If you’re single, or have a family member or friend who may be leading a single lifestyle, please share this article with them and refer them to CatholicMatch.com for additional resources. Today's article was written by Stephanie Weinert of CatholicMatch.com.
I spent this past New Years Eve in Orlando, Florida. It was a New Years Eve I won’t soon forget – not only because I spent it with 4,000 other Catholic young adults at the Marriott World Convention Center (we were all gathered for the FOCUS National Conference: www.focusconference.org), but also because of the discussion and controversy the question in this article’s title sparked at the event.
One of the talks I presented at FOCUS was called "Don’t Settle." In a nutshell, it was a challenge to my peers to keep their standards high as they searched for a spouse, and to avoid the danger of compromising their standards – which is a natural and frequent byproduct of loneliness, discouragement, and anxiety when time marches on and you are still single and waiting.
I discussed several traps Catholic singles can fall into by lowering their standards while in search of a date. Over the next few months, I hope to discuss some of these fatal traps with my Catholic Match readers.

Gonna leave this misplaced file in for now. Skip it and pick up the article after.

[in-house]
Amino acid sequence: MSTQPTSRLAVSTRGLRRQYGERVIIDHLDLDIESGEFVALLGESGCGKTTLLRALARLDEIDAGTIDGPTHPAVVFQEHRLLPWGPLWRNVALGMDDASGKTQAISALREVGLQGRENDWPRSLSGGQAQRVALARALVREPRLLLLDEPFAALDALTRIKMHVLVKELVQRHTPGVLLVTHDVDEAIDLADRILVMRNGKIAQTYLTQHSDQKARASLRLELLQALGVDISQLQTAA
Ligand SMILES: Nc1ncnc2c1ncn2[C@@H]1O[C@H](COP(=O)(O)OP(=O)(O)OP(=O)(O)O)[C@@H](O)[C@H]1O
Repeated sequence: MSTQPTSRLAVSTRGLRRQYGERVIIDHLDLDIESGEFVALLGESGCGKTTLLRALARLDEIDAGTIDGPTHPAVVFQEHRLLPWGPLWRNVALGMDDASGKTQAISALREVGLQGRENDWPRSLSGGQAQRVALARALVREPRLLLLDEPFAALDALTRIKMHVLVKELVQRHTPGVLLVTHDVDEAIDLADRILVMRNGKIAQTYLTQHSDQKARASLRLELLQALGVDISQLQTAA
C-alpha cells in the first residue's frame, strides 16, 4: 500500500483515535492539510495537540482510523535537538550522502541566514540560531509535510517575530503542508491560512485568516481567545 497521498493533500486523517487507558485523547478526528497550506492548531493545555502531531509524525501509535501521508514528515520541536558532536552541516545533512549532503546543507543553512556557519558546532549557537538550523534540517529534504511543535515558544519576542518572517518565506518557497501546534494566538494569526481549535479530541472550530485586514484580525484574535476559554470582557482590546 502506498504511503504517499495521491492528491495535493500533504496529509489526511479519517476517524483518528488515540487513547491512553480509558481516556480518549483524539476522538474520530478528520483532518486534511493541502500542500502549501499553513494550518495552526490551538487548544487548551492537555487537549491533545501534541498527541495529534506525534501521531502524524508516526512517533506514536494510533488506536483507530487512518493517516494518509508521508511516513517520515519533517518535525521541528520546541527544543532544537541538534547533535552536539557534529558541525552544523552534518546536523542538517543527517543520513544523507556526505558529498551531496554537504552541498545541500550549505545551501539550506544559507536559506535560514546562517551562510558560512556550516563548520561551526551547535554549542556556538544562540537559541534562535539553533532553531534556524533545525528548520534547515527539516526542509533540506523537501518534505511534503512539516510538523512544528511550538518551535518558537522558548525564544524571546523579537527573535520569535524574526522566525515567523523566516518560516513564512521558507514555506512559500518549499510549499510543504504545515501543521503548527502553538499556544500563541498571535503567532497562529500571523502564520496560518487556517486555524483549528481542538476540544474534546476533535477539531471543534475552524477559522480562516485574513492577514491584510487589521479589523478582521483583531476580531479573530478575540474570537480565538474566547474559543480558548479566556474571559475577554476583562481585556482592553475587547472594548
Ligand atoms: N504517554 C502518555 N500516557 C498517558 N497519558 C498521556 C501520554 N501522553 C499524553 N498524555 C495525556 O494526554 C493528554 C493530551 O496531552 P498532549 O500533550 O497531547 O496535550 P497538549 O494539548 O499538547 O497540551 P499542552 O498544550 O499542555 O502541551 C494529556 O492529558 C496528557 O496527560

This month I’d like to tell you about the trap that received the most significant response from my audience at the FOCUS conference. Young adults stood in line for up to three hours after my talk to get a chance to tell me what they thought of my treatment of one simple question. It’s a question that many Catholic singles have asked themselves over the years: "Should I only date someone who is Catholic?"
If we are honest about it, all Catholic singles who take their Faith seriously desire a spouse who can share in, support, and encourage that same faith in Jesus Christ and His Church. It’s as natural as desiring a spouse who also loves to drink coffee in the mornings and who loves dogs as much as you do, or whatever the case may be.
However, I’ve noticed that many "relationships experts" – even those who tell singles to pursue someone with as much in common as possible and who compliments them in many and varying ways – STILL are often afraid to say "it’s best to find someone who shares your faith." After all, it doesn’t sound politically correct or open-minded to say "be picky about the religion issue."
Even worse, are the "relationships experts" who try to use scare tactics on single Catholics regarding the faith question. Many of you may have been told something similar to the following (I know I have!): "You don’t want to be single for the rest of your life, do you??? Then you need to stop being so picky and expand your horizons by dating people who aren’t Catholic!"